Facioscapulohumeral muscular dystrophy (FSH) was first described by Landouzy and Dejerine in 1885, and was therefore named after them. Duchenne had published a photograph of a typical FSH patient in 1862, 23 years earlier, but still the disease became known as Landouzy-Dejerine disease. From the beginning, FSH was recognized as an autosomal dominant disorder. This was confirmed, however, in 1950 by Tyler and Stephens, who conducted a large study based upon records from the Mormon church in Salt Lake City, Utah.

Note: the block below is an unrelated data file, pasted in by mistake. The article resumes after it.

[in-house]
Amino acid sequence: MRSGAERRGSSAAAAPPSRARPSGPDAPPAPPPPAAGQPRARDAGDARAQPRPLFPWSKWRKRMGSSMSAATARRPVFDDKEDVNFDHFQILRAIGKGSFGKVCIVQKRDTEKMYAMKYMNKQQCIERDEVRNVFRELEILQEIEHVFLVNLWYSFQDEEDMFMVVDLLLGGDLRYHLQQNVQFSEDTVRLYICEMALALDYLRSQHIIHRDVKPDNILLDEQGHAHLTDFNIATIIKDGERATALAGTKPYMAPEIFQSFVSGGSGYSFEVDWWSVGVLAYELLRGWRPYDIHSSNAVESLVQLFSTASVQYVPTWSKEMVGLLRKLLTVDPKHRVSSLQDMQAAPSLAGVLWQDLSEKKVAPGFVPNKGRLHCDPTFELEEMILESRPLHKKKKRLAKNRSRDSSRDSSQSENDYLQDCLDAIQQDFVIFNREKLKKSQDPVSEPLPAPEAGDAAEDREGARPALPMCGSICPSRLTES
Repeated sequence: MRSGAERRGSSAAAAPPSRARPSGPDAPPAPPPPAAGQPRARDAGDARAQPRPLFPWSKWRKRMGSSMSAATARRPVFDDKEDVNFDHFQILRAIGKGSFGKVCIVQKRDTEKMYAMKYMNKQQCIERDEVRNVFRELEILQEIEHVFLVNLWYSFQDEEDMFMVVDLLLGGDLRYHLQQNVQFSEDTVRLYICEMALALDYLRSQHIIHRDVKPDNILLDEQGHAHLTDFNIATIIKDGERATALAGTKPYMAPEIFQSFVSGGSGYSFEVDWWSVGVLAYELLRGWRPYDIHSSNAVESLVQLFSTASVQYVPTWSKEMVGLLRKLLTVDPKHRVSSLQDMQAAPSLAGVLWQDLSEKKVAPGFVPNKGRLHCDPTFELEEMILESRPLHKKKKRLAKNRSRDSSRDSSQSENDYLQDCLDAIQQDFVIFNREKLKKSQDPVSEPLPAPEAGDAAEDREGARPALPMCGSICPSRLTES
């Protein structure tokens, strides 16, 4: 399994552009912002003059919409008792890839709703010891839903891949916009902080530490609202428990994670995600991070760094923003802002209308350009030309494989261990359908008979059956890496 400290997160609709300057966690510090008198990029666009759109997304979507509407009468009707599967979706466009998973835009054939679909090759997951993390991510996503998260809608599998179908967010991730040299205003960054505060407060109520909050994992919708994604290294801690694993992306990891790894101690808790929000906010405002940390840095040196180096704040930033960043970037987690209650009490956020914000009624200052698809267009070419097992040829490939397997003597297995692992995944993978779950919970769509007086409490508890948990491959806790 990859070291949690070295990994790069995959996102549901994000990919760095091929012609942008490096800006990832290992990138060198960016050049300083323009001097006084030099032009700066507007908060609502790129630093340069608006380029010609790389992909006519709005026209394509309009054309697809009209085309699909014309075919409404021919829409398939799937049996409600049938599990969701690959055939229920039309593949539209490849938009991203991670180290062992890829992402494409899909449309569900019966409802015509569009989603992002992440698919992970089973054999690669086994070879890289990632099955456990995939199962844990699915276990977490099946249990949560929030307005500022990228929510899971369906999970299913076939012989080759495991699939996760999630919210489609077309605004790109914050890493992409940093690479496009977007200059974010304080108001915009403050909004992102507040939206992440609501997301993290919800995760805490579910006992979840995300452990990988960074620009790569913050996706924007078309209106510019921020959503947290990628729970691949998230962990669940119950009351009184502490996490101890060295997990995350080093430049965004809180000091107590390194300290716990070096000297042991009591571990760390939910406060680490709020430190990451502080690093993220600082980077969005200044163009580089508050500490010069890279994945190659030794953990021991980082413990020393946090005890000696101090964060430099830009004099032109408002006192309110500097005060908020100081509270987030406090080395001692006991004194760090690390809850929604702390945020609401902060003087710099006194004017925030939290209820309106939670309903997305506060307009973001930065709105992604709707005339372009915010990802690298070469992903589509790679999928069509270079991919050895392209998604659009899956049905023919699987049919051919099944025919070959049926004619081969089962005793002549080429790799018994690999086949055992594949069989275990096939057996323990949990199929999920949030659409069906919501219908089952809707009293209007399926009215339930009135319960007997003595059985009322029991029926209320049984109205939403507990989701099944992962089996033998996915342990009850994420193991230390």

The exact nature of the disease, however, was a topic of heated debate for many years. The controversy centered around whether the muscle weakness and wasting was primarily from a neuropathic or myopathic cause. The debate was eventually settled in favor of a myopathic etiology, and in 1954, Walston and Nattrass included FSH as one of the three categories of muscular dystrophy, along with Duchenne MD and Limb-Girdle MD. FSH has survived as a distinct clinical entity, which was confirmed by the discovery that it is a distinct genetic disorder as well.